Measure your own rate.

To calculate your practice’s churn rate, Hebert recommends subtracting your actual visit count from your expected visit count and dividing that number by your expected visit count multiplied by 100. The actual equation looks something like this:

Churn Rate = (Expected Visit Count – Actual Visit Count) / (Expected Visit Count x 100)

Interestingly enough, according to this patient retention infographic, the “normal attrition rate” for a healthcare practice is between 10 and 30%—significantly lower than Hebert’s estimate for PT practices, which raises questions about patients’ perception of physical therapy versus other medical services. That being said, as with all metrics, the best thing you can do is calculate your practice’s rate, set a new goal, and make the necessary improvements to reach it. Then, repeat.

2. Find the problem.

Before you can improve anything, though, you first must find out why your patients are running for the hills—or falling off the map. While you may have a hunch as to why your patients are failing to return—perhaps you know that your front desk isn’t making a stellar impression or that your therapists could use some help communicating with patients in jargon-free language—there’s something to be said for actually asking them. According to Hebert, one of the best ways to do this is to begin tracking your Net Promoter Score® (NPS®)—and we couldn’t agree more. As WebPT President Heidi Jannenga pointed out in this post, every rehab therapist should be tracking this super-simple, yet powerful customer satisfaction metric—otherwise “you’re missing out on a veritable goldmine of mission-critical information about how your practice is performing from your patients’ perspective.”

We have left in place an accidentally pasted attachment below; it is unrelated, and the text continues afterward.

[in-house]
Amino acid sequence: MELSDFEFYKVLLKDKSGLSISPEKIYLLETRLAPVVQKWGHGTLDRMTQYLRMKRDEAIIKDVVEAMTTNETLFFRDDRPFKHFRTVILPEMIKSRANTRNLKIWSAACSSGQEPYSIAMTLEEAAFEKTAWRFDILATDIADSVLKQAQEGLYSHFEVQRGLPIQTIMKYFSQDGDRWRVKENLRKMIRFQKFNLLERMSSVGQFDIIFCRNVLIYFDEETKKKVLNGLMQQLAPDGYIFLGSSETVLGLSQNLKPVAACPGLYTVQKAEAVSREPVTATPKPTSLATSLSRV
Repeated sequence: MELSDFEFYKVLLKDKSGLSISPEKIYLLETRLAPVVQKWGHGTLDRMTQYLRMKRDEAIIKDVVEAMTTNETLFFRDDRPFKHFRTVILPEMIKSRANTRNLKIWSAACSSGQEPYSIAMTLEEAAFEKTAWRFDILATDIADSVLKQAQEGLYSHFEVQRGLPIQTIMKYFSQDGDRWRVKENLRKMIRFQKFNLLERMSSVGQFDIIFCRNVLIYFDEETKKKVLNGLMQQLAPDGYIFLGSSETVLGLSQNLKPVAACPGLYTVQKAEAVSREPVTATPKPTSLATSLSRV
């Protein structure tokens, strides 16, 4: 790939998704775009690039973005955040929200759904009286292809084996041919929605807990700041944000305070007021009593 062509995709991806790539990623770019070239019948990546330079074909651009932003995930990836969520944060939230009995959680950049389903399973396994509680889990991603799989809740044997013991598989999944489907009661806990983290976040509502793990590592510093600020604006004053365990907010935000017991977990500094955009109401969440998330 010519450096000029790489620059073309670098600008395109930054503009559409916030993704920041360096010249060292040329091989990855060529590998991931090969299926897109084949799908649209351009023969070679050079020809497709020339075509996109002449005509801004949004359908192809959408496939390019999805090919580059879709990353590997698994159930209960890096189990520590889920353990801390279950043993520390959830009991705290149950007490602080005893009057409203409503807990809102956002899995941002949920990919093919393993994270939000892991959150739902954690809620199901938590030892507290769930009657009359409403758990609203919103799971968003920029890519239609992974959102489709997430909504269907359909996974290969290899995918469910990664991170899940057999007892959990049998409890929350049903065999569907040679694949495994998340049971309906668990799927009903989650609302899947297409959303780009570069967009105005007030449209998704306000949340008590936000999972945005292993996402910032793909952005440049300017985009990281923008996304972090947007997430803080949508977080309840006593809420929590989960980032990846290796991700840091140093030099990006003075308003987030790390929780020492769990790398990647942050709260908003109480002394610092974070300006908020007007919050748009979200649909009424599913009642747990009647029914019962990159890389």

Implement NPS tracking.